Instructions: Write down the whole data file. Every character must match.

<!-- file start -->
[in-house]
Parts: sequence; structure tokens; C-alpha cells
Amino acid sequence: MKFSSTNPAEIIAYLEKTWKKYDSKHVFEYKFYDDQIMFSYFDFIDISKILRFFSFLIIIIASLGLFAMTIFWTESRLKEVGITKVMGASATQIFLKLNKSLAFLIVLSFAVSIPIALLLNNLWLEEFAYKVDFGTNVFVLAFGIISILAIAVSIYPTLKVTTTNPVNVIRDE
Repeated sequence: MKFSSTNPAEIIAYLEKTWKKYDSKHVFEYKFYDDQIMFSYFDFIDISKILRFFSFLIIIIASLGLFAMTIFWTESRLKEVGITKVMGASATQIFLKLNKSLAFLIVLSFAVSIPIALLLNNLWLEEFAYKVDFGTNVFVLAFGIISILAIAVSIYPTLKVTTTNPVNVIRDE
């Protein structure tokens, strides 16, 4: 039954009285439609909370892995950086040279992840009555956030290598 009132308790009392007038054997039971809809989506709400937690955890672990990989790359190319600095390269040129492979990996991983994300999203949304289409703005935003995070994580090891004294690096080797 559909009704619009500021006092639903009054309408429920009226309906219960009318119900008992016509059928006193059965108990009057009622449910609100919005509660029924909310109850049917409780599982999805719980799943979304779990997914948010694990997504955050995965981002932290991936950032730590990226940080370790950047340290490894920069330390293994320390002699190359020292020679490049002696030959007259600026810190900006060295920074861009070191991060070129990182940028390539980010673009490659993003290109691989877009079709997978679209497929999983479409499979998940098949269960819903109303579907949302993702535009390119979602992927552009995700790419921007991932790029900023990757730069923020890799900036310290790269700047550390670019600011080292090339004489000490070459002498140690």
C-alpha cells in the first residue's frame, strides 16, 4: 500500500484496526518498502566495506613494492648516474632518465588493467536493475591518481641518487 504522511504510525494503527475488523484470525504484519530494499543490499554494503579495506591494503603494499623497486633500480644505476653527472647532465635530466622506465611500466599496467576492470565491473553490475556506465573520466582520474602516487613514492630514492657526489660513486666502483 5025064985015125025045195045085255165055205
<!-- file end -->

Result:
[in-house]
Parts: sequence; structure tokens; C-alpha cells
Amino acid sequence: MKFSSTNPAEIIAYLEKTWKKYDSKHVFEYKFYDDQIMFSYFDFIDISKILRFFSFLIIIIASLGLFAMTIFWTESRLKEVGITKVMGASATQIFLKLNKSLAFLIVLSFAVSIPIALLLNNLWLEEFAYKVDFGTNVFVLAFGIISILAIAVSIYPTLKVTTTNPVNVIRDE
Repeated sequence: MKFSSTNPAEIIAYLEKTWKKYDSKHVFEYKFYDDQIMFSYFDFIDISKILRFFSFLIIIIASLGLFAMTIFWTESRLKEVGITKVMGASATQIFLKLNKSLAFLIVLSFAVSIPIALLLNNLWLEEFAYKVDFGTNVFVLAFGIISILAIAVSIYPTLKVTTTNPVNVIRDE
């Protein structure tokens, strides 16, 4: 039954009285439609909370892995950086040279992840009555956030290598 009132308790009392007038054997039971809809989506709400937690955890672990990989790359190319600095390269040129492979990996991983994300999203949304289409703005935003995070994580090891004294690096080797 559909009704619009500021006092639903009054309408429920009226309906219960009318119900008992016509059928006193059965108990009057009622449910609100919005509660029924909310109850049917409780599982999805719980799943979304779990997914948010694990997504955050995965981002932290991936950032730590990226940080370790950047340290490894920069330390293994320390002699190359020292020679490049002696030959007259600026810190900006060295920074861009070191991060070129990182940028390539980010673009490659993003290109691989877009079709997978679209497929999983479409499979998940098949269960819903109303579907949302993702535009390119979602992927552009995700790419921007991932790029900023990757730069923020890799900036310290790269700047550390670019600011080292090339004489000490070459002498140690």
C-alpha cells in the first residue's frame, strides 16, 4: 500500500484496526518498502566495506613494492648516474632518465588493467536493475591518481641518487 504522511504510525494503527475488523484470525504484519530494499543490499554494503579495506591494503603494499623497486633500480644505476653527472647532465635530466622506465611500466599496467576492470565491473553490475556506465573520466582520474602516487613514492630514492657526489660513486666502483 5025064985015125025045195045085255165055205